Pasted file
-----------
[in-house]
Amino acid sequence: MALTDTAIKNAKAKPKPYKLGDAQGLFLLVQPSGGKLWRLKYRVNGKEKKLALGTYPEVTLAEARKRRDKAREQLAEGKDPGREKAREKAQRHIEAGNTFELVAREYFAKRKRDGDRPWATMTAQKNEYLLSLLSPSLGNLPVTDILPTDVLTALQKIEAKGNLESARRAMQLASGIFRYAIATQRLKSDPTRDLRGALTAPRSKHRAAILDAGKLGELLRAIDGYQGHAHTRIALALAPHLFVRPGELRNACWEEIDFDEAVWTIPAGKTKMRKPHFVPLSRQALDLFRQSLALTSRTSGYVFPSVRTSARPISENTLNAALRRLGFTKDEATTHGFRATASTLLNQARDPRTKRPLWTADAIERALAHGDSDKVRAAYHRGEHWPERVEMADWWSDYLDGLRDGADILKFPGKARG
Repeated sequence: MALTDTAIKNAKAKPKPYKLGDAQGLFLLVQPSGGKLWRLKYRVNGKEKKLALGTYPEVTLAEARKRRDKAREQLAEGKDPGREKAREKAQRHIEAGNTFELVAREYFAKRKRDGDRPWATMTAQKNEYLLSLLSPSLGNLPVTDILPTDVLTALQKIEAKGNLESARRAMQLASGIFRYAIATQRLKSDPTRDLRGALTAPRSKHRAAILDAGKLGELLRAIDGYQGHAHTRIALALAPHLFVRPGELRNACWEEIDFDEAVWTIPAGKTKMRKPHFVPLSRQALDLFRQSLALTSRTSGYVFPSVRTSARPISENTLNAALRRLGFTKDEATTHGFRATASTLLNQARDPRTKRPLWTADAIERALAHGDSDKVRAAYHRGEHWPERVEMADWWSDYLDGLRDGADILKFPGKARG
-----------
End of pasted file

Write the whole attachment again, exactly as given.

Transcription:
[in-house]
Amino acid sequence: MALTDTAIKNAKAKPKPYKLGDAQGLFLLVQPSGGKLWRLKYRVNGKEKKLALGTYPEVTLAEARKRRDKAREQLAEGKDPGREKAREKAQRHIEAGNTFELVAREYFAKRKRDGDRPWATMTAQKNEYLLSLLSPSLGNLPVTDILPTDVLTALQKIEAKGNLESARRAMQLASGIFRYAIATQRLKSDPTRDLRGALTAPRSKHRAAILDAGKLGELLRAIDGYQGHAHTRIALALAPHLFVRPGELRNACWEEIDFDEAVWTIPAGKTKMRKPHFVPLSRQALDLFRQSLALTSRTSGYVFPSVRTSARPISENTLNAALRRLGFTKDEATTHGFRATASTLLNQARDPRTKRPLWTADAIERALAHGDSDKVRAAYHRGEHWPERVEMADWWSDYLDGLRDGADILKFPGKARG
Repeated sequence: MALTDTAIKNAKAKPKPYKLGDAQGLFLLVQPSGGKLWRLKYRVNGKEKKLALGTYPEVTLAEARKRRDKAREQLAEGKDPGREKAREKAQRHIEAGNTFELVAREYFAKRKRDGDRPWATMTAQKNEYLLSLLSPSLGNLPVTDILPTDVLTALQKIEAKGNLESARRAMQLASGIFRYAIATQRLKSDPTRDLRGALTAPRSKHRAAILDAGKLGELLRAIDGYQGHAHTRIALALAPHLFVRPGELRNACWEEIDFDEAVWTIPAGKTKMRKPHFVPLSRQALDLFRQSLALTSRTSGYVFPSVRTSARPISENTLNAALRRLGFTKDEATTHGFRATASTLLNQARDPRTKRPLWTADAIERALAHGDSDKVRAAYHRGEHWPERVEMADWWSDYLDGLRDGADILKFPGKARG